Format

Send to

Choose Destination
See comment in PubMed Commons below
Arch Pediatr Adolesc Med. 2007 Dec;161(12):1197-204.

Persistence and remission in childhood asthma: a population-based asthma birth cohort study.

Author information

1
Child Health Evaluative Sciences, Research Institute, The Hospital for Sick Children, 555 University Ave, Toronto, ON M5G 1X8, Canada. teresa.to@sickkids.on.ca

Abstract

OBJECTIVES:

To examine and predict the persistence of childhood asthma.

DESIGN:

Longitudinal population-based cohort study.

SETTING:

Ontario, Canada.

PARTICIPANTS:

Children born in 1994 and diagnosed with asthma before age 6 years were followed up until age 11 years. Diagnosis of asthma was defined as 1 asthma hospitalization or 2 asthma physician claims within 3 years prior to age 6 years.

MAIN EXPOSURE:

Intensity of health services use within 1 year postdiagnosis.

MAIN OUTCOME MEASURES:

Those who continued to have asthma events (hospitalization and/or physician visit) between ages 6 and 11 years were considered to have "persistent asthma," while others were in "remission." Cumulative rates of health services use for asthma during follow-up were calculated. Logistic regression analysis was used to estimate risks of persistent asthma.

RESULTS:

The study included 34,216 children diagnosed with asthma before age 6 years. More than half (54.4%) experienced a second asthma health care encounter within 1 year after diagnosis. By age 12 years, nearly half (48.6%) were in remission. Children with asthma hospitalization during the first year postdiagnosis had a 3-fold risk of persistent asthma by age 12 years (95% confidence interval, 2.69-3.39; P < .001). Those with at least 4 physician visits also had a 2.6-fold risk of persistent asthma during follow-up (95% confidence interval, 2.34-2.81; P < .001).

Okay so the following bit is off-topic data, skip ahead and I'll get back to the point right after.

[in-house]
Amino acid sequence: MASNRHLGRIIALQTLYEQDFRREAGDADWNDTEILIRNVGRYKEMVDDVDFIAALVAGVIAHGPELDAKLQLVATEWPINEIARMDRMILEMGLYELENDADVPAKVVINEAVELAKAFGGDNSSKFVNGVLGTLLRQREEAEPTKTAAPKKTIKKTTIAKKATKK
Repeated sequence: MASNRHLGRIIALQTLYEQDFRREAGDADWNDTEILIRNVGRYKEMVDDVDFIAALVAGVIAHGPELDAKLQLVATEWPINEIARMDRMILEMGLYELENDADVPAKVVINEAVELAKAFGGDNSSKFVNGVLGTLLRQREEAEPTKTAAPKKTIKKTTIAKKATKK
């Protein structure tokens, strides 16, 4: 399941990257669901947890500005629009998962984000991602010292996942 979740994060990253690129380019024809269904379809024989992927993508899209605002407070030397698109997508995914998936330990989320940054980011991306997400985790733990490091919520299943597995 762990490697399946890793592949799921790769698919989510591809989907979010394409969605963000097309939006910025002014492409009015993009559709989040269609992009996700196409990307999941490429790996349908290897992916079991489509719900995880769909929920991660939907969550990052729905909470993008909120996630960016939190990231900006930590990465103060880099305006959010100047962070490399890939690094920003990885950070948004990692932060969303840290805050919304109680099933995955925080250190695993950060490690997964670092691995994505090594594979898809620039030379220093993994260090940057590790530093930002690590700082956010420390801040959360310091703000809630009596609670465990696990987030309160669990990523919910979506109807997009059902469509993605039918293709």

CONCLUSION:

The concentration of health services use within 1 year following the initial diagnosis of childhood asthma points to the need for attentive follow-up and ongoing management and education strategies in the early years.

PMID:
18056566
DOI:
10.1001/archpedi.161.12.1197
[Indexed for MEDLINE]
PubMed Commons home

PubMed Commons

0 comments
How to join PubMed Commons

    Supplemental Content

    Full text links

    Icon for Silverchair Information Systems
    Loading ...
    Support Center